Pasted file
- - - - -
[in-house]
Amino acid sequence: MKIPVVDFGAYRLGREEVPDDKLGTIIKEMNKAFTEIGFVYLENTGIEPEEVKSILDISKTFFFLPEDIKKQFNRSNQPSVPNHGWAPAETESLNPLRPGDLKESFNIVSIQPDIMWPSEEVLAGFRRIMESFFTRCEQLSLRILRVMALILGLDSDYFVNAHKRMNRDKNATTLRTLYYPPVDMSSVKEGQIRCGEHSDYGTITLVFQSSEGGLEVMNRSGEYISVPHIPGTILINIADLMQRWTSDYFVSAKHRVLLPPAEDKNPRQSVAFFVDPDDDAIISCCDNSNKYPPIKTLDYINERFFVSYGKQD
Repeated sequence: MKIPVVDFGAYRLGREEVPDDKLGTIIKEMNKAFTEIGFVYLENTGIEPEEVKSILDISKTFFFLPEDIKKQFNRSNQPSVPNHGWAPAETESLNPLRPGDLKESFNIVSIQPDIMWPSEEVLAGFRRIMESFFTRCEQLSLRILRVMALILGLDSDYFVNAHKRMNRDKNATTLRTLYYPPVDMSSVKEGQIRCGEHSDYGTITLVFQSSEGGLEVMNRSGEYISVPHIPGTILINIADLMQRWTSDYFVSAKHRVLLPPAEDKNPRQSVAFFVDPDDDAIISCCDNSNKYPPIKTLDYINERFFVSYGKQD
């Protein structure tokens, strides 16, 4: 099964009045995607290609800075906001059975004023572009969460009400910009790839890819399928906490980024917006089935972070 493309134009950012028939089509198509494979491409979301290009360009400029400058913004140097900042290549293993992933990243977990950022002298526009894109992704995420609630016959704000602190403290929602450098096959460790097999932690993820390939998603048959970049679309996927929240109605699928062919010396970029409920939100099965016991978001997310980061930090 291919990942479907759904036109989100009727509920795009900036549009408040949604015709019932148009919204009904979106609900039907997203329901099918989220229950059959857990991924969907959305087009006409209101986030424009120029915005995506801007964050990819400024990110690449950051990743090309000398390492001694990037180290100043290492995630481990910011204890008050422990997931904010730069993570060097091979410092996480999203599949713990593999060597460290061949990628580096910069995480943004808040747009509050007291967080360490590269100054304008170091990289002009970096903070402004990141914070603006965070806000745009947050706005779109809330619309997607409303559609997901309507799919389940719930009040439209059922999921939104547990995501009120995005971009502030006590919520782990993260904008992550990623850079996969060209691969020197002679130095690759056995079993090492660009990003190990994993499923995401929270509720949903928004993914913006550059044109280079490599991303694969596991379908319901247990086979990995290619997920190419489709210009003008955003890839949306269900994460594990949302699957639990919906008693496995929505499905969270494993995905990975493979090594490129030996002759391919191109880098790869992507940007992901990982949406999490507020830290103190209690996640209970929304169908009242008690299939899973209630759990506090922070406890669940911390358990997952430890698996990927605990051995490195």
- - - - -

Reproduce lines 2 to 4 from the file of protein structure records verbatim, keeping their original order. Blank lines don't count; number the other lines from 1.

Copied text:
Amino acid sequence: MKIPVVDFGAYRLGREEVPDDKLGTIIKEMNKAFTEIGFVYLENTGIEPEEVKSILDISKTFFFLPEDIKKQFNRSNQPSVPNHGWAPAETESLNPLRPGDLKESFNIVSIQPDIMWPSEEVLAGFRRIMESFFTRCEQLSLRILRVMALILGLDSDYFVNAHKRMNRDKNATTLRTLYYPPVDMSSVKEGQIRCGEHSDYGTITLVFQSSEGGLEVMNRSGEYISVPHIPGTILINIADLMQRWTSDYFVSAKHRVLLPPAEDKNPRQSVAFFVDPDDDAIISCCDNSNKYPPIKTLDYINERFFVSYGKQD
Repeated sequence: MKIPVVDFGAYRLGREEVPDDKLGTIIKEMNKAFTEIGFVYLENTGIEPEEVKSILDISKTFFFLPEDIKKQFNRSNQPSVPNHGWAPAETESLNPLRPGDLKESFNIVSIQPDIMWPSEEVLAGFRRIMESFFTRCEQLSLRILRVMALILGLDSDYFVNAHKRMNRDKNATTLRTLYYPPVDMSSVKEGQIRCGEHSDYGTITLVFQSSEGGLEVMNRSGEYISVPHIPGTILINIADLMQRWTSDYFVSAKHRVLLPPAEDKNPRQSVAFFVDPDDDAIISCCDNSNKYPPIKTLDYINERFFVSYGKQD
């Protein structure tokens, strides 16, 4: 099964009045995607290609800075906001059975004023572009969460009400910009790839890819399928906490980024917006089935972070 493309134009950012028939089509198509494979491409979301290009360009400029400058913004140097900042290549293993992933990243977990950022002298526009894109992704995420609630016959704000602190403290929602450098096959460790097999932690993820390939998603048959970049679309996927929240109605699928062919010396970029409920939100099965016991978001997310980061930090 291919990942479907759904036109989100009727509920795009900036549009408040949604015709019932148009919204009904979106609900039907997203329901099918989220229950059959857990991924969907959305087009006409209101986030424009120029915005995506801007964050990819400024990110690449950051990743090309000398390492001694990037180290100043290492995630481990910011204890008050422990997931904010730069993570060097091979410092996480999203599949713990593999060597460290061949990628580096910069995480943004808040747009509050007291967080360490590269100054304008170091990289002009970096903070402004990141914070603006965070806000745009947050706005779109809330619309997607409303559609997901309507799919389940719930009040439209059922999921939104547990995501009120995005971009502030006590919520782990993260904008992550990623850079996969060209691969020197002679130095690759056995079993090492660009990003190990994993499923995401929270509720949903928004993914913006550059044109280079490599991303694969596991379908319901247990086979990995290619997920190419489709210009003008955003890839949306269900994460594990949302699957639990919906008693496995929505499905969270494993995905990975493979090594490129030996002759391919191109880098790869992507940007992901990982949406999490507020830290103190209690996640209970929304169908009242008690299939899973209630759990506090922070406890669940911390358990997952430890698996990927605990051995490195």